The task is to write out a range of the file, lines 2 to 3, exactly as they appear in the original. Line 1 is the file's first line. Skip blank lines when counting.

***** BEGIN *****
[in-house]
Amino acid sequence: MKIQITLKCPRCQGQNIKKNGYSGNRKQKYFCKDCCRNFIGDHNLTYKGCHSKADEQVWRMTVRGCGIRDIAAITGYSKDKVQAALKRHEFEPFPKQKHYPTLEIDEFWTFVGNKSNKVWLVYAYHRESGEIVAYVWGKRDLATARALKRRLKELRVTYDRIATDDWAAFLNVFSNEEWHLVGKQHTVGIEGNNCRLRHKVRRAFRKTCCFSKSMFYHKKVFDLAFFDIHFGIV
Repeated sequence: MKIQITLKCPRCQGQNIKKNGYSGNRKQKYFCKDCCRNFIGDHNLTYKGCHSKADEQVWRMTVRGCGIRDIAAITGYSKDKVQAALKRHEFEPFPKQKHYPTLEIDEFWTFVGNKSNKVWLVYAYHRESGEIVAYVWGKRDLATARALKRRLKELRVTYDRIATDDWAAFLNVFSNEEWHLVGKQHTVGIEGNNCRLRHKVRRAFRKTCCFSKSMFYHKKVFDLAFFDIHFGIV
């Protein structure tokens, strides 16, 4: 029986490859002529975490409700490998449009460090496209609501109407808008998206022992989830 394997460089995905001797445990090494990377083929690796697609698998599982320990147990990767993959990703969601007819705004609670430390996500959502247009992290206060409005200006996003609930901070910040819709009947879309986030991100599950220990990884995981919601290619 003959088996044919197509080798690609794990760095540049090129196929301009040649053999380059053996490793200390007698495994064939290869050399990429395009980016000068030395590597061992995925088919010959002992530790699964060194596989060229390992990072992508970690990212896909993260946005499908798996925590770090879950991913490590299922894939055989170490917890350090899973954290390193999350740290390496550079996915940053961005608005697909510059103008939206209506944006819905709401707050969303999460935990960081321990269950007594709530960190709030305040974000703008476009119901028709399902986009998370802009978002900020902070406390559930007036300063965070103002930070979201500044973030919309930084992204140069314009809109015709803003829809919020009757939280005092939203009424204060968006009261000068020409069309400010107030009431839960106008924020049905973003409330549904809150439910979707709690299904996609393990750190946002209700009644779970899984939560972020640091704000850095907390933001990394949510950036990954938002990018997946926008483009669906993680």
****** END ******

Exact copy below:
Amino acid sequence: MKIQITLKCPRCQGQNIKKNGYSGNRKQKYFCKDCCRNFIGDHNLTYKGCHSKADEQVWRMTVRGCGIRDIAAITGYSKDKVQAALKRHEFEPFPKQKHYPTLEIDEFWTFVGNKSNKVWLVYAYHRESGEIVAYVWGKRDLATARALKRRLKELRVTYDRIATDDWAAFLNVFSNEEWHLVGKQHTVGIEGNNCRLRHKVRRAFRKTCCFSKSMFYHKKVFDLAFFDIHFGIV
Repeated sequence: MKIQITLKCPRCQGQNIKKNGYSGNRKQKYFCKDCCRNFIGDHNLTYKGCHSKADEQVWRMTVRGCGIRDIAAITGYSKDKVQAALKRHEFEPFPKQKHYPTLEIDEFWTFVGNKSNKVWLVYAYHRESGEIVAYVWGKRDLATARALKRRLKELRVTYDRIATDDWAAFLNVFSNEEWHLVGKQHTVGIEGNNCRLRHKVRRAFRKTCCFSKSMFYHKKVFDLAFFDIHFGIV